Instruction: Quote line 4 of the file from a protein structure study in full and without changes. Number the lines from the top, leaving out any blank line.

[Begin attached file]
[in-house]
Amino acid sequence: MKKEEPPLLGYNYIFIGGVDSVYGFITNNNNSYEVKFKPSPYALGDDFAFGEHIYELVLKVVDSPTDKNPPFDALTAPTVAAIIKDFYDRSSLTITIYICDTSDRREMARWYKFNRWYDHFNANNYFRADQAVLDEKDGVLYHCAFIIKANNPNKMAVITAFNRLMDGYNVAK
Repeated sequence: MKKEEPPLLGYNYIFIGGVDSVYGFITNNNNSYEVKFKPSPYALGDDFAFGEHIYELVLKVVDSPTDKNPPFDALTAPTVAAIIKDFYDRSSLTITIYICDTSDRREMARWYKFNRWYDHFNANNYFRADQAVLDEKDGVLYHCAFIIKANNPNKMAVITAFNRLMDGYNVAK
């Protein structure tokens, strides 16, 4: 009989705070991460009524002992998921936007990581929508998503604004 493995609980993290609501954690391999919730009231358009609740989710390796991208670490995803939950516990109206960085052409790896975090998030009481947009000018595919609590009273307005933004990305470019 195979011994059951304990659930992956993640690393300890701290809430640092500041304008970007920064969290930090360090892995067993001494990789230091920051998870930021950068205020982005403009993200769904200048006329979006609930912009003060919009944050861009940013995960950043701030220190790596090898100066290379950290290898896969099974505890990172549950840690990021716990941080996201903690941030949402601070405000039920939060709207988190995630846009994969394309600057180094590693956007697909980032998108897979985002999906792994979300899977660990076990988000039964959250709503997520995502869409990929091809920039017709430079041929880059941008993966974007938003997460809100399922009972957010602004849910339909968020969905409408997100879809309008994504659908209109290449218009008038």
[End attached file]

């Protein structure tokens, strides 16, 4: 009989705070991460009524002992998921936007990581929508998503604004 493995609980993290609501954690391999919730009231358009609740989710390796991208670490995803939950516990109206960085052409790896975090998030009481947009000018595919609590009273307005933004990305470019 195979011994059951304990659930992956993640690393300890701290809430640092500041304008970007920064969290930090360090892995067993001494990789230091920051998870930021950068205020982005403009993200769904200048006329979006609930912009003060919009944050861009940013995960950043701030220190790596090898100066290379950290290898896969099974505890990172549950840690990021716990941080996201903690941030949402601070405000039920939060709207988190995630846009994969394309600057180094590693956007697909980032998108897979985002999906792994979300899977660990076990988000039964959250709503997520995502869409990929091809920039017709430079041929880059941008993966974007938003997460809100399922009972957010602004849910339909968020969905409408997100879809309008994504659908209109290449218009008038």